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Limited Free Will

Discussion in 'Baptist Theology & Bible Study' started by Van, Apr 27, 2019.

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  1. Van

    Van Well-Known Member
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    The idea we are free to choose from among available options is consistent with our experience. Scripture tells us God sometimes restricts our options, i.e. hardening the hearts of some such that they will reject the gospel, i.e. Romans 11.

    "The absence of free will is, however, devastating to all theists since without it you cannot choose to be evil or good, and therefore deserve neither punishment nor salvation."
    So the complete absence of free will is irrational and unrestricted free will is unbiblical. Some assert since we are free to choose among various sinful actions, but unable to choose the narrow path that leads to life, it makes sense for God to punish us for the sin we chose. Rational minds object.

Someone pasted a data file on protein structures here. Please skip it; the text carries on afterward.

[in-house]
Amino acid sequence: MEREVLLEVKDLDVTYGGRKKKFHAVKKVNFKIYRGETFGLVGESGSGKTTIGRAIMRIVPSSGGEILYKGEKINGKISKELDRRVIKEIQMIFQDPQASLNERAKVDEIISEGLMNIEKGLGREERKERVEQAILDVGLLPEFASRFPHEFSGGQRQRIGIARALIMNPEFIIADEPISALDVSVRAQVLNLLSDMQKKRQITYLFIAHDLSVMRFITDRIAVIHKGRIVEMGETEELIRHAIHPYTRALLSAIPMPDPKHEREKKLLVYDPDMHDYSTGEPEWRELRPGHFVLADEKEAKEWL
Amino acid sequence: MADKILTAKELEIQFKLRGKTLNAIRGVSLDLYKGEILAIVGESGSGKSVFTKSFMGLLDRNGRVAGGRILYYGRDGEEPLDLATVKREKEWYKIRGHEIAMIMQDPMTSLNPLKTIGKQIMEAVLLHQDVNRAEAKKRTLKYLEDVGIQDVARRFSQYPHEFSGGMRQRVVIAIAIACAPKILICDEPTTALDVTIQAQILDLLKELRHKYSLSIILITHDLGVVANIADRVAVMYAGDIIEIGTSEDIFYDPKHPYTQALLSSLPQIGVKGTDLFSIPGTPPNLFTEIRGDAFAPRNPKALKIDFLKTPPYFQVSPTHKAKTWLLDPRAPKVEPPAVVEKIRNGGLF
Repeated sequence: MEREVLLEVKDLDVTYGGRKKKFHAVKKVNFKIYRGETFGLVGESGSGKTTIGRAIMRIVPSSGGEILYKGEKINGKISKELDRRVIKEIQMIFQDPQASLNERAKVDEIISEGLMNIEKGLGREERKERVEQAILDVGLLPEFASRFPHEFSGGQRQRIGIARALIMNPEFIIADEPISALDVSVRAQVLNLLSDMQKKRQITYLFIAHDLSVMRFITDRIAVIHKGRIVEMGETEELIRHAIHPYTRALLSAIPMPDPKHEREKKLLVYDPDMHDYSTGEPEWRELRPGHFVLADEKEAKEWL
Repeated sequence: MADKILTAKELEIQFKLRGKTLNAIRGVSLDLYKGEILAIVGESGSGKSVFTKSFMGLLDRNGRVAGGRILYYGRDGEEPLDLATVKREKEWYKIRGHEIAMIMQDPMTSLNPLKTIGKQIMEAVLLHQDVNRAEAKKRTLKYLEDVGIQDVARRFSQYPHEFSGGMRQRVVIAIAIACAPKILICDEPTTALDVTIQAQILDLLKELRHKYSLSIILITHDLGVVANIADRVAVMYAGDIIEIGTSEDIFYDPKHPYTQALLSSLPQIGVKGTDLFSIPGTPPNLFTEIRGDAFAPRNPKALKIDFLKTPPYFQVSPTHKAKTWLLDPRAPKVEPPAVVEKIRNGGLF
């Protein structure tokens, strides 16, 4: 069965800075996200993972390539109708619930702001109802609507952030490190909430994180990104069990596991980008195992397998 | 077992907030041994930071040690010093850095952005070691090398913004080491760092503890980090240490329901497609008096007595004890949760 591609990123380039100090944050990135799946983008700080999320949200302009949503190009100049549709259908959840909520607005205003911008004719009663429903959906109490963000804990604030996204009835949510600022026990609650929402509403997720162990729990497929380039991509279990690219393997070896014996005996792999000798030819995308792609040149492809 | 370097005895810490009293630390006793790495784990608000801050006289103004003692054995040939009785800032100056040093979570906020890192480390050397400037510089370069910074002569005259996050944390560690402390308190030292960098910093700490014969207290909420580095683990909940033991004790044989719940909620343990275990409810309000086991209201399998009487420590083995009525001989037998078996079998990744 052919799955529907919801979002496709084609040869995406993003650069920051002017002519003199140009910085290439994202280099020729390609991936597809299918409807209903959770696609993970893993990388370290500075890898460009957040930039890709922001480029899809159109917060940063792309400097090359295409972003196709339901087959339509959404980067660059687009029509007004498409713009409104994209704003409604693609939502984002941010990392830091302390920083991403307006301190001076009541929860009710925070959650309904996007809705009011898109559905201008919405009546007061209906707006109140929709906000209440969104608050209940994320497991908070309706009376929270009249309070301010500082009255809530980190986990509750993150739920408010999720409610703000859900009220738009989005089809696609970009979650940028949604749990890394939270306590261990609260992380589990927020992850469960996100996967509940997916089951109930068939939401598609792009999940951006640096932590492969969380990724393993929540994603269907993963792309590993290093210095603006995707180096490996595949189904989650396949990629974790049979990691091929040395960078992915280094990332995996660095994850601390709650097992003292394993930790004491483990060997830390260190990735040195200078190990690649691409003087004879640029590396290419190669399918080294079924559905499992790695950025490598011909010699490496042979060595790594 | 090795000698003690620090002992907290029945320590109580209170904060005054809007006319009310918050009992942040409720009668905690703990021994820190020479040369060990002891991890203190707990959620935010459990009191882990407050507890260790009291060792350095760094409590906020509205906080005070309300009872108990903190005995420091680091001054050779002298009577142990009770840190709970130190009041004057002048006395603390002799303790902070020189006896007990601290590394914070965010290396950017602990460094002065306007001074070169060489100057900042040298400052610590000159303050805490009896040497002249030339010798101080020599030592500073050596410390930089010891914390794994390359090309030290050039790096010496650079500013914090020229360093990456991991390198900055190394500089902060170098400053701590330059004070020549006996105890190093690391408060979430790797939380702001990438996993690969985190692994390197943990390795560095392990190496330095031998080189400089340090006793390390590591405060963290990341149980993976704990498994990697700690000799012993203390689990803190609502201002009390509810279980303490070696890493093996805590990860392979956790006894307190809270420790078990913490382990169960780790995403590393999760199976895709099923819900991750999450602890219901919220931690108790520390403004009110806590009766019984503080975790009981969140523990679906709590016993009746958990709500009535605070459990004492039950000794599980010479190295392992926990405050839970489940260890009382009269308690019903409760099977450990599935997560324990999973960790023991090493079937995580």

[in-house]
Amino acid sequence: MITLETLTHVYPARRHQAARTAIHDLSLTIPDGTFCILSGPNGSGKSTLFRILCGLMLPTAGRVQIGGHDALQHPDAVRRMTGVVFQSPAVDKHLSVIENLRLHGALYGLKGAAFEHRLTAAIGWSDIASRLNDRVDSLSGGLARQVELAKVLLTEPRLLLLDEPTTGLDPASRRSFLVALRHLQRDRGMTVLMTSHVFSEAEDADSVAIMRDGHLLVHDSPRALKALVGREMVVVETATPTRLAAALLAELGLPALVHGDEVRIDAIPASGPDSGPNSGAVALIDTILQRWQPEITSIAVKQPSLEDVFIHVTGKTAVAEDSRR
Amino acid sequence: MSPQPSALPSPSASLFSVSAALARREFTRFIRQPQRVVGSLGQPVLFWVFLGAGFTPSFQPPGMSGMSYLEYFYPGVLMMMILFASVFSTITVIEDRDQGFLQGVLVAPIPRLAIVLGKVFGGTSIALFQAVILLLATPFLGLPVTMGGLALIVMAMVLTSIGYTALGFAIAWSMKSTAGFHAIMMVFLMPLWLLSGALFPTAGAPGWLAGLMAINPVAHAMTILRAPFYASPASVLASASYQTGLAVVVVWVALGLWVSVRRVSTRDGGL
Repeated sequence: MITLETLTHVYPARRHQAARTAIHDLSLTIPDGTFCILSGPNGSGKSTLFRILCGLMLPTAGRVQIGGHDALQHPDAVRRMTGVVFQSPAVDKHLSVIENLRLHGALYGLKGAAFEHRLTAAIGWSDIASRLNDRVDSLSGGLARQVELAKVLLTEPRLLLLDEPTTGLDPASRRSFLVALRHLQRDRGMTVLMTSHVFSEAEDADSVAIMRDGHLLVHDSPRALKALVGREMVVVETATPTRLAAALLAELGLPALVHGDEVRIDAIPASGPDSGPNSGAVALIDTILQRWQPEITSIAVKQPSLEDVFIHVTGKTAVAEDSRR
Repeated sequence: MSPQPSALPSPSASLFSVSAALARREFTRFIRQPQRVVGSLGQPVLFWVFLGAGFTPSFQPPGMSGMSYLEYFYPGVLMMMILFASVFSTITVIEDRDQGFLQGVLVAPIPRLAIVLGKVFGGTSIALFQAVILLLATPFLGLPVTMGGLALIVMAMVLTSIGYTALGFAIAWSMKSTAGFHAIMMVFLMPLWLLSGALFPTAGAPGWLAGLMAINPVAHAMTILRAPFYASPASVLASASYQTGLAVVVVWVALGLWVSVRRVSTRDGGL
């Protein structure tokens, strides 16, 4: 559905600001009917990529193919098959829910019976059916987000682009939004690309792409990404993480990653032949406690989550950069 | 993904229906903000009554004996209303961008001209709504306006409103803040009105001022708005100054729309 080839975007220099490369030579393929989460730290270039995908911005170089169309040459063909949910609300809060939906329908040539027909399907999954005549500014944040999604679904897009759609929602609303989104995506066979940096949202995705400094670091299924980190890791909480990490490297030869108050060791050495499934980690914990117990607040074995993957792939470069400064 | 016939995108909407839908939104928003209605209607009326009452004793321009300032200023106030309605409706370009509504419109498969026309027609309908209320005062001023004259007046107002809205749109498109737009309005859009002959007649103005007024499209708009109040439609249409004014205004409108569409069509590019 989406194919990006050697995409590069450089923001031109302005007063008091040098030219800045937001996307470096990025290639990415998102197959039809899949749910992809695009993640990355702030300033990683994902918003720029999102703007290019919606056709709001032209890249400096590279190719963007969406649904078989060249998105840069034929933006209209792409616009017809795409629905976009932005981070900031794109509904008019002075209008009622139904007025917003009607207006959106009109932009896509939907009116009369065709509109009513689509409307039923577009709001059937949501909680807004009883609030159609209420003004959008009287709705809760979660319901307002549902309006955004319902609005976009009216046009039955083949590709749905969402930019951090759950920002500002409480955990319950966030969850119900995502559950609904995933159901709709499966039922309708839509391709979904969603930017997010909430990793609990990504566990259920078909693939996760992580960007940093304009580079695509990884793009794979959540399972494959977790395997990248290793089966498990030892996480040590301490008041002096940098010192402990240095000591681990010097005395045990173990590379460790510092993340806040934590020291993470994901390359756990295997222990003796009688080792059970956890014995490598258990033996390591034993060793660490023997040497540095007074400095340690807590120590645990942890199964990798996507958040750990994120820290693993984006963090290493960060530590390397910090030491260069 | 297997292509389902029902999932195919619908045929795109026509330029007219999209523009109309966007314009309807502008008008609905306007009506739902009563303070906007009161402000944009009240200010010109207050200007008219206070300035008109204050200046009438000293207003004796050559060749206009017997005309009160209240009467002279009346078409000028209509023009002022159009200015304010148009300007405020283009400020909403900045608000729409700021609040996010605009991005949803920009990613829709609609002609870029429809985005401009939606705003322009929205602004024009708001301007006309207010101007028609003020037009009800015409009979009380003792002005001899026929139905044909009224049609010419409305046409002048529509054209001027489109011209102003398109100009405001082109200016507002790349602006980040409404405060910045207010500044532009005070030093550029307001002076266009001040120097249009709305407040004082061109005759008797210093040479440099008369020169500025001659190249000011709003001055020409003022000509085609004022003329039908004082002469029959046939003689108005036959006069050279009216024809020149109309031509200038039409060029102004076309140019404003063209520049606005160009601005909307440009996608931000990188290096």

We can harden our own hearts by the practice of sin. And God can harden hearts for His purpose, such as Romans 9. God can choose a person well on the way of hardening his own heart, and complete the process. Scripture does not rule any of the three out.

    Some say whatsoever comes to pass is predestined to occur. Therefore God is the author of sin. Then some others say while it is true that God to be sovereign must predestine everything, that does not make God the author of sin. Rational minds object.

    Why would God still blame us for our choices after He hardened our heart? My answer is He would not. But prior to that those hardened did make sinful choices, sealing their fate. The hardening, like physical death, simply ends the opportunity to obtain mercy. God, as the potter has the right to harden whoever He pleases.

    Why would God do that, cut short the opportunity of some, and endure their hardened behavior? God did so to make known the riches of His glory (see Romans 11), including even us which He called not from Jews only but also from among Gentiles.